Meet The Locals


We are fortunate to have many bird species visit the mudflats of the River Wyre estuary. Other wildlife such at seals and porpoise can be seen on rare occasions too! Meet some of the regular birds that make the sand-banks and tall grasses their home, or simply choose the River Wyre to feed on their long migratory journeys. 


Regular waders at the Shard Riverside

 

Curlew

The most memorable part of the curlew's repertoire is the beautiful bubbling trill which is specially related to courtship and may in fact be appreciated at all seasons. A giant among waders, the curlew is unmistakable with long bill and equally long legs.

 

 

Shelduck

At a distance the Shelduck can look back and what, but its head is glossy green-black and has a prominent chestnut breast bank. Unlike most ducks, sexes are similar, although the female is rather duller and lacks a knob at the base is the bill.

 

 

 

 

Oystercatcher

Today big flocks of Oystercatchers can bee seen on favourite sand-banks and mudflats, paddling about in search of shellfish and small crustacea. But why this bird has been called oystercatcher is not clear, since there is hardly any evidence they are capable of opening a fully developed oyster. 

 

 

Redshank

The Redshank is quite an important symbolic bird in terms of quality of habitat, and that applies to both saltmarshes and grazing marshes. A medium sized grey-brown wader and combination of orange-red legs and base of bill make the redshank unmistakable. They are easily heard emitting their distinctive musical "tuuu" and "tu-hu-hu".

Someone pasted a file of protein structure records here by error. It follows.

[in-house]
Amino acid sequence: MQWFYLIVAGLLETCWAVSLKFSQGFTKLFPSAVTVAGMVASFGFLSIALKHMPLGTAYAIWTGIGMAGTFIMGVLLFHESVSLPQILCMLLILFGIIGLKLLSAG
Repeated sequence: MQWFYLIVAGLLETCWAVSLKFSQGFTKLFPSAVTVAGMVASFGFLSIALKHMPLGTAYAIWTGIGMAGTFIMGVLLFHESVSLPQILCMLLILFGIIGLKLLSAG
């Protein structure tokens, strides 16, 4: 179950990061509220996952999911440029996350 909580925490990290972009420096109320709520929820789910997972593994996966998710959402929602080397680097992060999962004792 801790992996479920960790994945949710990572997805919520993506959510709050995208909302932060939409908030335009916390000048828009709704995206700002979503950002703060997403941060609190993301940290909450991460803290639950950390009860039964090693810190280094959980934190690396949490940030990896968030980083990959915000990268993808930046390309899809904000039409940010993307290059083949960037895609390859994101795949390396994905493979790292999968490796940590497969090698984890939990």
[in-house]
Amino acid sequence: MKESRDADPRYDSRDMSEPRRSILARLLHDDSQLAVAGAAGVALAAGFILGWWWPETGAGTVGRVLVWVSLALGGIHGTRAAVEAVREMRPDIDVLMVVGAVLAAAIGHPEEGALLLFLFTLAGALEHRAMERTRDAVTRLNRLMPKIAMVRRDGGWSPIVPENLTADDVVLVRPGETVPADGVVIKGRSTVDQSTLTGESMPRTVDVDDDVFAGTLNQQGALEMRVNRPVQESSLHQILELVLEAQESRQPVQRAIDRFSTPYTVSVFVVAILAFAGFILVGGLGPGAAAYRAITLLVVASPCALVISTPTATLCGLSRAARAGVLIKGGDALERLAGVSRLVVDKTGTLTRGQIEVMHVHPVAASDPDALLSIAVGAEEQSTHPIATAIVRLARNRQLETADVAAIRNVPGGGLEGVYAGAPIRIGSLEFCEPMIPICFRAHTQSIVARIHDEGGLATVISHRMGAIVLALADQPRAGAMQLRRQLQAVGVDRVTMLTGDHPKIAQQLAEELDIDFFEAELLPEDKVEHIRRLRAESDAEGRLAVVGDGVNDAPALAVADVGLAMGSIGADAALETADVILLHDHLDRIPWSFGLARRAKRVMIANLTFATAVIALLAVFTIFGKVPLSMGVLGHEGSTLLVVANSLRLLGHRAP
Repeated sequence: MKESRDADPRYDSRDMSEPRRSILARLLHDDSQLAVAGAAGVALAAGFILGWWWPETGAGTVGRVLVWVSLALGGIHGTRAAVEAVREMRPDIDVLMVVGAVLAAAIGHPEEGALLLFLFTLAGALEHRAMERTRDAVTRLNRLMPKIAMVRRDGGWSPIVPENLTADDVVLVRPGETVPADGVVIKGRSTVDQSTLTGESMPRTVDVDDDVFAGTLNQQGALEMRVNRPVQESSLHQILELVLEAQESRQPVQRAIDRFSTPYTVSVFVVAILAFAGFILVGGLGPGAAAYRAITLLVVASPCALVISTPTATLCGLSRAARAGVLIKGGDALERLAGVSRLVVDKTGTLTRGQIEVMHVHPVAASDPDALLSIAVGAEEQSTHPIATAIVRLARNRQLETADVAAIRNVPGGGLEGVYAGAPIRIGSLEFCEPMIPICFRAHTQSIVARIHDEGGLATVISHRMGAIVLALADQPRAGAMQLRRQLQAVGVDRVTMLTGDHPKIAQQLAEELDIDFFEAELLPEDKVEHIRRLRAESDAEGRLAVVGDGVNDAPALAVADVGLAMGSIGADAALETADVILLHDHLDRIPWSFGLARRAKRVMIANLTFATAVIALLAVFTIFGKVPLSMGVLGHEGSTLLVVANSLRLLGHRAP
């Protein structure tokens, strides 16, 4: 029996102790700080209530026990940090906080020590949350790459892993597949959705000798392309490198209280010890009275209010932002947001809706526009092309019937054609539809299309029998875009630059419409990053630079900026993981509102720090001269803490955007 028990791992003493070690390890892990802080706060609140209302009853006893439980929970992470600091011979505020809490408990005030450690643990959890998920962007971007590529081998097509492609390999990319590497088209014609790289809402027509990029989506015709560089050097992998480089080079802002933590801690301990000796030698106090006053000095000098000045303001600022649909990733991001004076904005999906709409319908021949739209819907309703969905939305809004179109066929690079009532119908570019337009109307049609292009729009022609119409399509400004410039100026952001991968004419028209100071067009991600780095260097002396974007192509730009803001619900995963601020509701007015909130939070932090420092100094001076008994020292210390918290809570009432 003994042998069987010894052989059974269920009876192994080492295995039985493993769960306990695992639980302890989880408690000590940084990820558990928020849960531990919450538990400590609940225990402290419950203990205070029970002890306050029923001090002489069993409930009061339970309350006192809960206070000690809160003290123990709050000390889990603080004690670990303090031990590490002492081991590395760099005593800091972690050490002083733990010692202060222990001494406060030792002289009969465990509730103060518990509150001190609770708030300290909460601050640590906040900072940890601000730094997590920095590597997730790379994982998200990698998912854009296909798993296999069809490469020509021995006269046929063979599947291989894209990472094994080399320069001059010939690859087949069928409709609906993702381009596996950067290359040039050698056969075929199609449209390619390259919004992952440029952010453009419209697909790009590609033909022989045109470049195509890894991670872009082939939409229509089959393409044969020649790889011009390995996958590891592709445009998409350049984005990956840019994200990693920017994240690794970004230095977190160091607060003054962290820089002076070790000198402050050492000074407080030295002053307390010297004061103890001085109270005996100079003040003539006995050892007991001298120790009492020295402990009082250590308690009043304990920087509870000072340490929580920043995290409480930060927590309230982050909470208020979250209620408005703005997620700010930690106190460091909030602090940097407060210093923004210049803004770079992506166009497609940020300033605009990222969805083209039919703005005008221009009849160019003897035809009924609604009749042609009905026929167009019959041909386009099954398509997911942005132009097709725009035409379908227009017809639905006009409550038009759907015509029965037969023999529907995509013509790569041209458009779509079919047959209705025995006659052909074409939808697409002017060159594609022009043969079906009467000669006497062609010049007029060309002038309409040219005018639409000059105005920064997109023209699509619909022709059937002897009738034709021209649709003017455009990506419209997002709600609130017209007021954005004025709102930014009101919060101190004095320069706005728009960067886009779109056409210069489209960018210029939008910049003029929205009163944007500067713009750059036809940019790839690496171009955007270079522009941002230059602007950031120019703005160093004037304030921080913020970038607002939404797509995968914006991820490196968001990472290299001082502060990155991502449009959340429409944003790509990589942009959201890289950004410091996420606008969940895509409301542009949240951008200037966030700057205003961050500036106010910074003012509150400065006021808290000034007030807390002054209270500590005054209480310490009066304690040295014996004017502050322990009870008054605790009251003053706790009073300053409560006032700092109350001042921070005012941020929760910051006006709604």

Grey Heron

Gaunt grey herons are among the most familiar of our local water birds. Fresh or salt, clear or muddy each is acceptable so long as it will yield something worthwhile. They stalk through the shallows with long deliberate strides, neck muscles tensed for spearing. Eventually a fish will pay the price of carelessness as the heron's kinked neck is straightened with startling speed and the sharp bill stabs its prey - sometimes several times.

Lapwing

At close quarters you will note the Lapwing is not really black and white although looking so in flight. Iridescent purple-green upper parts and rich chestnut patches above and below the tail contrive to give a truly handsome appearance. Well worth watching, Lapwing spread apart to feed, each bird running short distances then pausing to watch for any tasty movements.

 

 

 



Each season bring with it a new variety of bird to spot. Wether you have a passing interest or you are a regular spotter, visit the Shard anytime and enjoy these magnificent birds. For lot's more information on the birds, their feeding habits, migrating patterns and nesting seasons visit www.rspb.org.uk or birdsofbritain.co.uk